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A dry pipe sprinkler system is one in which pipes are filled with pressurized air or nitrogen, rather than water. This air holds a remote valve, known as a dry pipe valve, in a closed position. Located in a heated space, the dry-pipe valve prevents water from entering the pipe until a fire causes one or more sprinklers to operate. Once this happens, the air escapes and the dry pipe valve releases. Water then enters the pipe, flowing through open sprinklers onto the fire.
Advantages of using dry pipe fire sprinkler systems include:
Dry pipe sprinkler systems provide automatic protection in spaces where freezing is possible. Typical dry pipe installations include unheated warehouses, parking garages and attics, outside exposed loading docks and within commercial freezers.
Many people view dry pipe sprinklers as advantageous for protection of collections and other water sensitive areas. This perceived benefit is due to a fear that a physically damaged wet pipe system will leak while dry pipe systems will not. In these situations, however, dry pipe systems will generally not offer any advantage over wet pipe systems. Should impact damage happen, there will only be a mild discharge delay, i.e. 1 minute, while air in the piping is released before water flow.
Disadvantages of using dry pipe fire sprinkler systems include:
Increased complexity - Dry pipe systems require additional control equipment and air pressure supply components which increases system complexity. Without proper maintenance this equipment may be less reliable than a comparable wet pipe system.
Higher installation and maintenance costs - The added complexity impacts the overall dry-pipe installation cost. This complexity also increases maintenance expenditure, primarily due to added service labor costs.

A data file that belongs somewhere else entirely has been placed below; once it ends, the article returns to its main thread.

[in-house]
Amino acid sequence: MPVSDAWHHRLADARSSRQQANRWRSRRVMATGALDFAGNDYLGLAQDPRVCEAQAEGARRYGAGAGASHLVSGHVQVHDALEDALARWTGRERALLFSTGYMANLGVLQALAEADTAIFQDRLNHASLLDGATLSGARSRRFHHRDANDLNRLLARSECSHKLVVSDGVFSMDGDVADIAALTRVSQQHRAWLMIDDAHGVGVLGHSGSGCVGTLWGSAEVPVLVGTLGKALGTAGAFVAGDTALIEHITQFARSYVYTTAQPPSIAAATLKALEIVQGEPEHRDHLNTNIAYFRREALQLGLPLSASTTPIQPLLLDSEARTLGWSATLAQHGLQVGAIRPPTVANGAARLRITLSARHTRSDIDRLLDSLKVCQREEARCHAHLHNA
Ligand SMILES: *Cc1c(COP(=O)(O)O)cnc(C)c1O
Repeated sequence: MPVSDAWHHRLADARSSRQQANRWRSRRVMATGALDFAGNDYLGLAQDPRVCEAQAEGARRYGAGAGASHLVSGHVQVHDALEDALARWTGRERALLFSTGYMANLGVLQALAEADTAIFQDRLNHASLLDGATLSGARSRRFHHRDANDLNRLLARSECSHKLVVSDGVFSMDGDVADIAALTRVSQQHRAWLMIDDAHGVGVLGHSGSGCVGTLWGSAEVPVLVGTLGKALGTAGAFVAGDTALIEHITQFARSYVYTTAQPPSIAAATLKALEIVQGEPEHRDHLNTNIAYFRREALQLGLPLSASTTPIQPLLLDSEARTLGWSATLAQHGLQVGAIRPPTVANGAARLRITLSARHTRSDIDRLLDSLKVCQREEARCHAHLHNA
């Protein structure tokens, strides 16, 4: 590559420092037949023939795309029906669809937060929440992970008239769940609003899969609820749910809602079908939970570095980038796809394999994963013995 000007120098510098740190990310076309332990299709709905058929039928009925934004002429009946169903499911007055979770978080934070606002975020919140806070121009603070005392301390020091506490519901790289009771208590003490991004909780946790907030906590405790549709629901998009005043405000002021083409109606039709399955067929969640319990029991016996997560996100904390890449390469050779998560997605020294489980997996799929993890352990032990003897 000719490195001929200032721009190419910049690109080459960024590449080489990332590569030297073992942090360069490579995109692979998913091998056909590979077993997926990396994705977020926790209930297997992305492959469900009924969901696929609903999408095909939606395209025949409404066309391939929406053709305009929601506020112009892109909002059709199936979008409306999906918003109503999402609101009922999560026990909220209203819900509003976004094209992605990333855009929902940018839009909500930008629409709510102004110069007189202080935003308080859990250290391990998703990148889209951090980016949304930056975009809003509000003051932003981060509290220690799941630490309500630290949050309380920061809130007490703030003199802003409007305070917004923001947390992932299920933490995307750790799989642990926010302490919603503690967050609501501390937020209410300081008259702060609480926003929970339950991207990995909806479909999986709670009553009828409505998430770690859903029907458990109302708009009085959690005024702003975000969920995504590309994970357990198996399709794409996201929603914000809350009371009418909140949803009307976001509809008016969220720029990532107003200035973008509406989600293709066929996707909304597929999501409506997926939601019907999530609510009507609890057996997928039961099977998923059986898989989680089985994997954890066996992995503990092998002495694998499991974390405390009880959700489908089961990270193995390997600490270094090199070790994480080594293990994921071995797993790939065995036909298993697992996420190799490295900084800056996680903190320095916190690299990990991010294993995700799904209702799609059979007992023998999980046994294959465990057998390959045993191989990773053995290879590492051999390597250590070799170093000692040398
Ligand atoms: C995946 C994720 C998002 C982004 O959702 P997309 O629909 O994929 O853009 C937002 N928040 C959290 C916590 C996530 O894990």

Lower design flexibility - There are strict requirements regarding the maximum permitted size of individual dry-pipe systems. These limitations may impact the ability of an owner to make system additions.
Increased fire response time - Up to 60 seconds may pass from the time a sprinkler opens until water is discharged onto the fire. This will delay fire extinguishing actions, which may produce increased content damage.
Increased corrosion potential - Following operation, dry-pipe sprinkler systems must be completely drained and dried. Otherwise remaining water may cause pipe corrosion and premature failure. This is not a problem with wet pipe systems where water is constantly maintained in piping.
When a sprinkler (1) opens, loss of air pressure in the system allows the dry valve clapper (2) to open filling the system with water. An accelerator (3) can be added to a large system to speed the opening of the dry valve. An integrated anti flood device protects against a flooded accelerator. Water flow from the intermediate chamber of the dry valve can pressurize a pressure switch (4) to activate an electric alarm and operate a mechanical water motor alarm.